I've always liked the name Sophie, it has a certain ring of sophistication about it. Sophies always seem like top friends: fun, loyal and effortlessly cool. Sophies seem down-to-earth, sensible, whilst knowing their way around a sparkly eye-liner. Sophies also sound as though they recognise a damn find book when they read one. So it was no surprise when Ian forwarded to me a review of our book which had been written by Sophie Grierson, who is a very cool 14 year-old. It was written purely because she wanted to do it - a VERY cool thing in itself - and a mighty fine job she's done of it too!
So BIG CHEERS to you Sophie; you've made my weekend and I'm pretty certain that you've made Ian's too. I'm going to copy it all in here because it is certainly worth a read and hopefully will encourage more reviews - because they are worth their weight in gold.
The Extremely Very Scrambled Up World Of Little Doogs.
Playing the road trip game
This book is obviously meant to be read by children from the ages of about seven to nine. The writing is big, and the size of the book with pictures on every page keep children interested.
The basic storyline is a group of animals always on the move because one of them is trying to get business, and always fails. So they have to keep moving, to find other places. They can’t seem to agree where to go next, and when they eventually do they get very lost. The Schnoops are meant to create funny solutions that maybe children would think of as well to everyday problems. This is meant to be a funny read that will gather the Schnoops many little fans.
It is a good idea that immediately, when you open the book, you get a clear, good idea of which characters do what and what they look like. The language in this book is simple, yet it is also what you would think goes around the head of a child.
The subject and storyline of a group of animals travelling would keep a child reading, because children love exploration and animals. You can tell from the first few lines on the characters descriptions that the kind of things you find out about them are rather random. For example: when you first meet someone and get to know them, they don’t tell you straight away that they like to collect sweet wrappers and spiders.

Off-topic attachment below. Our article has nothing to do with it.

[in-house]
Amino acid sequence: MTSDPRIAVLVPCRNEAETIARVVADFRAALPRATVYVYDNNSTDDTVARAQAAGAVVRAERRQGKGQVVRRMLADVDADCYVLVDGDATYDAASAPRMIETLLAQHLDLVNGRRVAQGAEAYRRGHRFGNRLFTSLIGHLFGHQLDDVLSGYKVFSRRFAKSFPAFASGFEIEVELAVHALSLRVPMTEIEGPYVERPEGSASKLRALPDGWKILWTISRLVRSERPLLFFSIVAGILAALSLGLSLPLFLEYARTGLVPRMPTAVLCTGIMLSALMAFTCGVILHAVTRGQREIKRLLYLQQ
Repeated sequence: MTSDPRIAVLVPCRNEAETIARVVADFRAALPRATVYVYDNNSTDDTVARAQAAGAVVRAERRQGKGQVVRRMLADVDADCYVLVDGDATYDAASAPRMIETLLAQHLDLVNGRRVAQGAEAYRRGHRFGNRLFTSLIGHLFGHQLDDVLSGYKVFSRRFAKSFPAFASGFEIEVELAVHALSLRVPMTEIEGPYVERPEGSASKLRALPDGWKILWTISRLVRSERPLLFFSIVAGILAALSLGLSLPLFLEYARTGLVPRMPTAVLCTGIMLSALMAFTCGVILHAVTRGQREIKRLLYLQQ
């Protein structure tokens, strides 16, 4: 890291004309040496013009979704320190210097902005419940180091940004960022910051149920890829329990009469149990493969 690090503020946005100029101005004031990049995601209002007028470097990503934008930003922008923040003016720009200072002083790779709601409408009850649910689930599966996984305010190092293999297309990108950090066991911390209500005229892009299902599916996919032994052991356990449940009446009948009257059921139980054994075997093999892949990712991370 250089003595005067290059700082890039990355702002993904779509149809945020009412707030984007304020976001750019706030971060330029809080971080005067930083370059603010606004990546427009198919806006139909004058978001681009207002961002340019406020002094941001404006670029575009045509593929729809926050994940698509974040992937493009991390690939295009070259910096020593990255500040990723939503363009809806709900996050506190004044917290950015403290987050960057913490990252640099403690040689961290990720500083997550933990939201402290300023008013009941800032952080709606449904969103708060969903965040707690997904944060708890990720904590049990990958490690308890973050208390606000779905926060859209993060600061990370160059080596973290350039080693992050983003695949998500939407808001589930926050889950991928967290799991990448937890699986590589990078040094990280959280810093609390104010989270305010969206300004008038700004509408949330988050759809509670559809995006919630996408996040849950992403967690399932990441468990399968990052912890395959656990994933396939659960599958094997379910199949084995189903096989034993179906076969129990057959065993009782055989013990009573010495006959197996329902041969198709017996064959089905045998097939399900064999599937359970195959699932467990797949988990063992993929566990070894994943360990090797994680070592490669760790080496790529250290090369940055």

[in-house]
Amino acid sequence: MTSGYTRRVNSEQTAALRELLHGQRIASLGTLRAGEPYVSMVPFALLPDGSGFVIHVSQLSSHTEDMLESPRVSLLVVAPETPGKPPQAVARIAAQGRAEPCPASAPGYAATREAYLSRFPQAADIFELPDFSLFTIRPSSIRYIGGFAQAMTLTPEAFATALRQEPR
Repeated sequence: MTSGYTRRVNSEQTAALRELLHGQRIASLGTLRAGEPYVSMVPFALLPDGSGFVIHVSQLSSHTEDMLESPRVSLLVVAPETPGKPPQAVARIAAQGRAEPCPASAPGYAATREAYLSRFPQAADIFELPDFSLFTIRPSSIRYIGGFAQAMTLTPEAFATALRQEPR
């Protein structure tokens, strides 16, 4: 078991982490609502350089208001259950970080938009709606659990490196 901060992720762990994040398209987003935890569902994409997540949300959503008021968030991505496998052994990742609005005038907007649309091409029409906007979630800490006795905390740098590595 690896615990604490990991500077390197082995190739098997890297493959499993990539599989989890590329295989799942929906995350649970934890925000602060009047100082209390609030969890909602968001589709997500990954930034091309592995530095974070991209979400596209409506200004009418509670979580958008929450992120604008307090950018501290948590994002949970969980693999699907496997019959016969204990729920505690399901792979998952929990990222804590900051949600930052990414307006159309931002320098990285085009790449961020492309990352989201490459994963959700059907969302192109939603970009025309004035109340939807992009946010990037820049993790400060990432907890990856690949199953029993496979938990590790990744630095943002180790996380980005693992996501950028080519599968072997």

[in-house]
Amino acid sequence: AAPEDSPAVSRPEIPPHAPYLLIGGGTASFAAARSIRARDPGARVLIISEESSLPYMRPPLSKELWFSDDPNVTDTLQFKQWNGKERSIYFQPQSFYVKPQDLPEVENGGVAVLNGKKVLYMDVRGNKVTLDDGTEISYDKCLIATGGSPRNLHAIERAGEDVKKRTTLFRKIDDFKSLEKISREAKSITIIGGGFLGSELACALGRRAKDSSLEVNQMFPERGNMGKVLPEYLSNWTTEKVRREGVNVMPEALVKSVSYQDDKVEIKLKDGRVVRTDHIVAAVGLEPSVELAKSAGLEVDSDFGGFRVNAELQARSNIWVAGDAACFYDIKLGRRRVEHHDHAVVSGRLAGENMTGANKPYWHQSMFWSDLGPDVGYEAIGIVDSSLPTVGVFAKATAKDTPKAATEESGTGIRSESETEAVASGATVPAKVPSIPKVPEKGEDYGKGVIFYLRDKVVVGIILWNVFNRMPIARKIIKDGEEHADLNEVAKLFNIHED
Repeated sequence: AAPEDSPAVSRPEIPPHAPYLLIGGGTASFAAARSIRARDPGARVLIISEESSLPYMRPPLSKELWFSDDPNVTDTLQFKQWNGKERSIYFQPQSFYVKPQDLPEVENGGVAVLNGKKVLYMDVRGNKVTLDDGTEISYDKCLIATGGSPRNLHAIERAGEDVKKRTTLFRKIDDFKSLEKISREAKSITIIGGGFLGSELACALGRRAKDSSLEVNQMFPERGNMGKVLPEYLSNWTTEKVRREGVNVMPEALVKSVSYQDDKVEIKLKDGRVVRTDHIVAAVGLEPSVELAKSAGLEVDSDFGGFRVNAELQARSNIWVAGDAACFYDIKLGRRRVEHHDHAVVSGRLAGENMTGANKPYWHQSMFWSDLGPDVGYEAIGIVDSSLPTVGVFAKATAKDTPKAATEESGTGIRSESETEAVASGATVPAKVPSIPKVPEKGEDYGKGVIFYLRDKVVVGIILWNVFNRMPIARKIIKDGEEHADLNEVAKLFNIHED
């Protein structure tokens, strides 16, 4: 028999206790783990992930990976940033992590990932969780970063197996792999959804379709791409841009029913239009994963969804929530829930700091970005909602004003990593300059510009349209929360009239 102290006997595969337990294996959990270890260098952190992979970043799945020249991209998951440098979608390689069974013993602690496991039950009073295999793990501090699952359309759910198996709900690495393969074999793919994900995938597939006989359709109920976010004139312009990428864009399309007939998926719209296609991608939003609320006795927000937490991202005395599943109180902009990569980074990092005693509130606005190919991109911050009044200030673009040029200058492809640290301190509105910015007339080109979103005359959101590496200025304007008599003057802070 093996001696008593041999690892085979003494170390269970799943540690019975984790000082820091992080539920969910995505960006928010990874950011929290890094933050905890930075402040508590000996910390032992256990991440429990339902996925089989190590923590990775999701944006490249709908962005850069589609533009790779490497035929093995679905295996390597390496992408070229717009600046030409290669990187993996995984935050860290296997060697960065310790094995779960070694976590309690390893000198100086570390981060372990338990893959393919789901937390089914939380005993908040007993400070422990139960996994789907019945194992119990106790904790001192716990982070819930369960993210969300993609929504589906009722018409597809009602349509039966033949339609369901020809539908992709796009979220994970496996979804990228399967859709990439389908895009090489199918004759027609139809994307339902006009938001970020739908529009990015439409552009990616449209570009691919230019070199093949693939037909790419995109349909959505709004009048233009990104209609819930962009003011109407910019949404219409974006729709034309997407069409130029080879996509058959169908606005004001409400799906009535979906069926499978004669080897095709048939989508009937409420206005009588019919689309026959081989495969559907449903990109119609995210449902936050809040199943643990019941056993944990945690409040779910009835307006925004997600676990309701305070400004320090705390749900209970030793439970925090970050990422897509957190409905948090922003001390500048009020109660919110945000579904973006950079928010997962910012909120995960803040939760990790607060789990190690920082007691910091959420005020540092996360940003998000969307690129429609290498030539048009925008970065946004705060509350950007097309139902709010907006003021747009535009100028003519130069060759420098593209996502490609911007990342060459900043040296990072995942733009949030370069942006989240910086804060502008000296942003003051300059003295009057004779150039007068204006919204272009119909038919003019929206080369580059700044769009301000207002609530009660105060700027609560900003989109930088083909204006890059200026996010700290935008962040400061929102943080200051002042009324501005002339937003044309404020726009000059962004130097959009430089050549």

The name ‘Schnoops’ is quite childish, and children love new words. Throughout this book many new words are used. Sometimes, they use modern language that teenagers use today. For example it says: ‘it smells well rank’.
The Chapters also have the name that the first sentence of that chapter will carry on, for example: “There must be some mistake!” and then the first sentence of that chapter is ‘“There must be some mistake!” Honey snapped.’
Also, sometimes when the authors are trying to demonstrate what these animals are saying or doing, they put the sentences into swirl like shapes or curve them round. For example: ‘enormous’ is written hugely and in a slanted bold font, to demonstrate how big they are describing something.
The main narrator in this story is Little Doogs, who keeps a notebook, and uses it like a scrapbook and diary, and you find out what a lot of the made up words mean at the end. For example: ‘nab the gate’ means ‘navigate’ and ‘Snoepjie’ is a Dutch word for ‘Sweetie’.
This book is a perfect example of what children would love to read, and seeing as it is targeted to that age group, this book should do well.
Love ya Sophie!